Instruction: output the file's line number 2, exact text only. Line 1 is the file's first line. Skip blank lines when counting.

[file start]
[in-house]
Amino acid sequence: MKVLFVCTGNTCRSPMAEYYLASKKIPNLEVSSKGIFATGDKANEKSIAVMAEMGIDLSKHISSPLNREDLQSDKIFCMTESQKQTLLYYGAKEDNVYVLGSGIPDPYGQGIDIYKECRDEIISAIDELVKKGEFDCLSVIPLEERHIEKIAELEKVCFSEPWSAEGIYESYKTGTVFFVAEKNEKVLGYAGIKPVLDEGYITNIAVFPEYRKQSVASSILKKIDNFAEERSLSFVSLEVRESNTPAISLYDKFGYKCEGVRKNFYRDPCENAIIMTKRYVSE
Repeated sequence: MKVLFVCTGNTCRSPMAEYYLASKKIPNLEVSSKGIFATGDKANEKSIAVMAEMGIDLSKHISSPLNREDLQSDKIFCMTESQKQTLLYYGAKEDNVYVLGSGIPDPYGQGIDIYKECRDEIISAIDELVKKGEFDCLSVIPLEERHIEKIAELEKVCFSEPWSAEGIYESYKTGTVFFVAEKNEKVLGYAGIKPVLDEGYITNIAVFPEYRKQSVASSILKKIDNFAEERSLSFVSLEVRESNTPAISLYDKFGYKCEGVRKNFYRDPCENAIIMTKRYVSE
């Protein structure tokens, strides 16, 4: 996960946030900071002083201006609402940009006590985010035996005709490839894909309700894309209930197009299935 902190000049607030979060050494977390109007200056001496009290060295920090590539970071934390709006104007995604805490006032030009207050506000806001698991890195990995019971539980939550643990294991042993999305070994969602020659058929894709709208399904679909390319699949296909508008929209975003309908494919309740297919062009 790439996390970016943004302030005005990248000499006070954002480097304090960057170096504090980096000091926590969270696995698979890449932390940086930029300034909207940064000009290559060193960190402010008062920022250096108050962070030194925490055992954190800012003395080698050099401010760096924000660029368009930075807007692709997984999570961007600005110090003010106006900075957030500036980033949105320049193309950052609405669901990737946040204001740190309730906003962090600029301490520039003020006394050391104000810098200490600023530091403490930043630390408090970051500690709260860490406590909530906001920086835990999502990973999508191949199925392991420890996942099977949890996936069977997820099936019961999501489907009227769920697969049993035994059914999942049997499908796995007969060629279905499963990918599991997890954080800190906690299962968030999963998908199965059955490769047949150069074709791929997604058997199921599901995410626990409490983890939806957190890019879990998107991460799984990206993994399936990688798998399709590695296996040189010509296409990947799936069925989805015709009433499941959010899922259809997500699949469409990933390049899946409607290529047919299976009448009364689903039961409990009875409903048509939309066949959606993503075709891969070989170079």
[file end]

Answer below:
Amino acid sequence: MKVLFVCTGNTCRSPMAEYYLASKKIPNLEVSSKGIFATGDKANEKSIAVMAEMGIDLSKHISSPLNREDLQSDKIFCMTESQKQTLLYYGAKEDNVYVLGSGIPDPYGQGIDIYKECRDEIISAIDELVKKGEFDCLSVIPLEERHIEKIAELEKVCFSEPWSAEGIYESYKTGTVFFVAEKNEKVLGYAGIKPVLDEGYITNIAVFPEYRKQSVASSILKKIDNFAEERSLSFVSLEVRESNTPAISLYDKFGYKCEGVRKNFYRDPCENAIIMTKRYVSE